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ping help

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as we all know, ping test for a connection eg ping google.com checks for connection between my home and google.com now suppose ping A ping B are being tested . but these tests connection between home to A and between home and B . but how to ping between A and B i.e how to check connection between A and B where A and B may be google.com and yahoo.com thanks in advance

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Cannot be done, unless you have remote access to one of hosts.

With IP spoofing you could bounce packets between the hosts, but you would never be able to receive the result.

The reason for this is simple: if this were possible, then it would be possible to hijack third party connection for data transfer (ping carries payload as well). Imagine torrent protocol using this to transfer data.

Even more - it would be possible to store data in ether. This would create networked volatile memory, similar to DRAM. And if such third-party routing were possible, these connections could initiate each other. Very interesting concept, but impossible to allow.

The idea is simple: host O sends 64k ping between hosts A and B. The ping results are sent to C, which, using same routing, bounced them between C and D. Ping results of that are sent to hosts A and B. And presto - JK flip flop. All you need now is some way to obtain these results, which could be obtained by some form of dynamic routing table somewhere in between remote hosts. Possibly through DNS update propagation. Such RAM would have several minutes latency on access, but still, ....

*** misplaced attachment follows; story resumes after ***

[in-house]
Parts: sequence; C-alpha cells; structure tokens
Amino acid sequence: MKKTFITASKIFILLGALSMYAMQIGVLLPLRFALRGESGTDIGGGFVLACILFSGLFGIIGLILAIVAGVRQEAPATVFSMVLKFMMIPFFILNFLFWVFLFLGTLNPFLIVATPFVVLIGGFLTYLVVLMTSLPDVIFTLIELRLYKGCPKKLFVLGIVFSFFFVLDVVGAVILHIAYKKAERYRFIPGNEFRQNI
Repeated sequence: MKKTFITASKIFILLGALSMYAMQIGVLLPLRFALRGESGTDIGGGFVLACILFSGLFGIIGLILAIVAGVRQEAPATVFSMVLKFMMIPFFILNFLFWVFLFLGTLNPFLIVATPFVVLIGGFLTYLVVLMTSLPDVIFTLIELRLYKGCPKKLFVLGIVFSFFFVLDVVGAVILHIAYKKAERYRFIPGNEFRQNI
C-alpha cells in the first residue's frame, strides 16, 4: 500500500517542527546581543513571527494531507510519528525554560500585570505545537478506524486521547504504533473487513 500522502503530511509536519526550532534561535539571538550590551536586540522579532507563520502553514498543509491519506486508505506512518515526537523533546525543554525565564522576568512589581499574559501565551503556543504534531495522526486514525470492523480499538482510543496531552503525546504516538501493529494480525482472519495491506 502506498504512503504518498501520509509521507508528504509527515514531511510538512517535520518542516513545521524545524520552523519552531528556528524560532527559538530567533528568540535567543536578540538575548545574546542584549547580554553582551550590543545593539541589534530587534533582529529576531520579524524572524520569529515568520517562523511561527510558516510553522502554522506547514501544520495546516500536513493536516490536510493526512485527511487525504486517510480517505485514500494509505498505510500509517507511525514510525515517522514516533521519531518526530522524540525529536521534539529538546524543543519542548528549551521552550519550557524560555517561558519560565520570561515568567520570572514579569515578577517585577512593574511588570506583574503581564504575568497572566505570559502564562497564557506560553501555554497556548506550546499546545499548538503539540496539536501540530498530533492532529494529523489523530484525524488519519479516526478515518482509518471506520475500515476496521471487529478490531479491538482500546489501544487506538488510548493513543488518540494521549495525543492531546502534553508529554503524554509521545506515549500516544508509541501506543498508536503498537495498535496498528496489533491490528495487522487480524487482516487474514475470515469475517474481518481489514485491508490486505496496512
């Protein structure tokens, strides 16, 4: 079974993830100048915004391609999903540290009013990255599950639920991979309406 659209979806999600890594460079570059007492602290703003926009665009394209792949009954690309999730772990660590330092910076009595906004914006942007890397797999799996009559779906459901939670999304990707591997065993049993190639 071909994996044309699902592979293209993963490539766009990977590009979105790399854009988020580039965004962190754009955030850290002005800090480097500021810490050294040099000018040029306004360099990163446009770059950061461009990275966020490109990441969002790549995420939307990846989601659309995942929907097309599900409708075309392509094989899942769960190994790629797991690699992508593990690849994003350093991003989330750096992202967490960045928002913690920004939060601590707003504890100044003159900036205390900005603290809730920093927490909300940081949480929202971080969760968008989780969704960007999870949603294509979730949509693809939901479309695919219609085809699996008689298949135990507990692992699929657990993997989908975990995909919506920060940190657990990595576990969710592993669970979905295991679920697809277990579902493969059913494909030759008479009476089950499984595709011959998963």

A similar concept was proposed several years ago using DNS cache, which allowed for some very interesting concepts, but unfortunately has the capacity to literally break the internet as a whole.

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Original post by Antheus
With IP spoofing you could bounce packets between the hosts, but you would never be able to receive the result.


That is not fully true, as Antirez' paper demonstrates.

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Original post by bulgurmayo
Quote:
Original post by Antheus
With IP spoofing you could bounce packets between the hosts, but you would never be able to receive the result.


That is not fully true, as Antirez' paper demonstrates.


The method requires B to be in controlled environment (must not send any packets during scan). This is essentially a remote host you have access to. You also do not receive results, merely an indication something happened, what exactly isn't deterministic.

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Original post by asdfwe
iam not sure(since iam beginner in networks)
can socket programmimng help in any way to solve my problem??


It is impossible to solve due to the way internet protocol is designed.

The only way you can do this, is if you have accesss to either host A or host B (yahoo or google in your example). Then you can either login into one of the hosts and perform the ping from there, or install a "ping service" on one of them and you contact that.

But you need administrator-level access to either host A or host B.

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Original post by Antheus
Quote:
Original post by bulgurmayo
Quote:
Original post by Antheus
With IP spoofing you could bounce packets between the hosts, but you would never be able to receive the result.


That is not fully true, as Antirez' paper demonstrates.


The method requires B to be in controlled environment (must not send any packets during scan). This is essentially a remote host you have access to. You also do not receive results, merely an indication something happened, what exactly isn't deterministic.


I disagree. The only constraint on what you call B is that is receives almost no traffic at the time you are doing the indirect probe. This is by far a much lesser constraint than requiring it to be a remote host. Moreover I have experimented this technique with success and it never required my having access to any remote host.